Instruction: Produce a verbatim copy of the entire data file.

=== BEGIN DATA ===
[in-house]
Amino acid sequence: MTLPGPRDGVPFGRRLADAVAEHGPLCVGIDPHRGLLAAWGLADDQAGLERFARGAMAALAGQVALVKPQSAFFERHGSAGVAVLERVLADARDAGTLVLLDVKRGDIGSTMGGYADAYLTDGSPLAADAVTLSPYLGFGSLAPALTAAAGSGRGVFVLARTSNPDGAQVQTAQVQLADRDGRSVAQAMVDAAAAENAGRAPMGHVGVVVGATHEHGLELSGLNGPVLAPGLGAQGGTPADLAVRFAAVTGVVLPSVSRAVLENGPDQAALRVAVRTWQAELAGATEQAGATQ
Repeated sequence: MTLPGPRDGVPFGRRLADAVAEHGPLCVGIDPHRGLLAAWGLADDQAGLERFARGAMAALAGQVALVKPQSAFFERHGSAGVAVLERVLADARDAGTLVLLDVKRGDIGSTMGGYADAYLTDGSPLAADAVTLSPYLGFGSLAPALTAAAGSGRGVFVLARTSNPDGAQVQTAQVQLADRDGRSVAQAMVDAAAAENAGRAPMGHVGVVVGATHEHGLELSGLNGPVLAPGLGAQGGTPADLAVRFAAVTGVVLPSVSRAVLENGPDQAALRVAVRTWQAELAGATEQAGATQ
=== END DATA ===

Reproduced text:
[in-house]
Amino acid sequence: MTLPGPRDGVPFGRRLADAVAEHGPLCVGIDPHRGLLAAWGLADDQAGLERFARGAMAALAGQVALVKPQSAFFERHGSAGVAVLERVLADARDAGTLVLLDVKRGDIGSTMGGYADAYLTDGSPLAADAVTLSPYLGFGSLAPALTAAAGSGRGVFVLARTSNPDGAQVQTAQVQLADRDGRSVAQAMVDAAAAENAGRAPMGHVGVVVGATHEHGLELSGLNGPVLAPGLGAQGGTPADLAVRFAAVTGVVLPSVSRAVLENGPDQAALRVAVRTWQAELAGATEQAGATQ
Repeated sequence: MTLPGPRDGVPFGRRLADAVAEHGPLCVGIDPHRGLLAAWGLADDQAGLERFARGAMAALAGQVALVKPQSAFFERHGSAGVAVLERVLADARDAGTLVLLDVKRGDIGSTMGGYADAYLTDGSPLAADAVTLSPYLGFGSLAPALTAAAGSGRGVFVLARTSNPDGAQVQTAQVQLADRDGRSVAQAMVDAAAAENAGRAPMGHVGVVVGATHEHGLELSGLNGPVLAPGLGAQGGTPADLAVRFAAVTGVVLPSVSRAVLENGPDQAALRVAVRTWQAELAGATEQAGATQ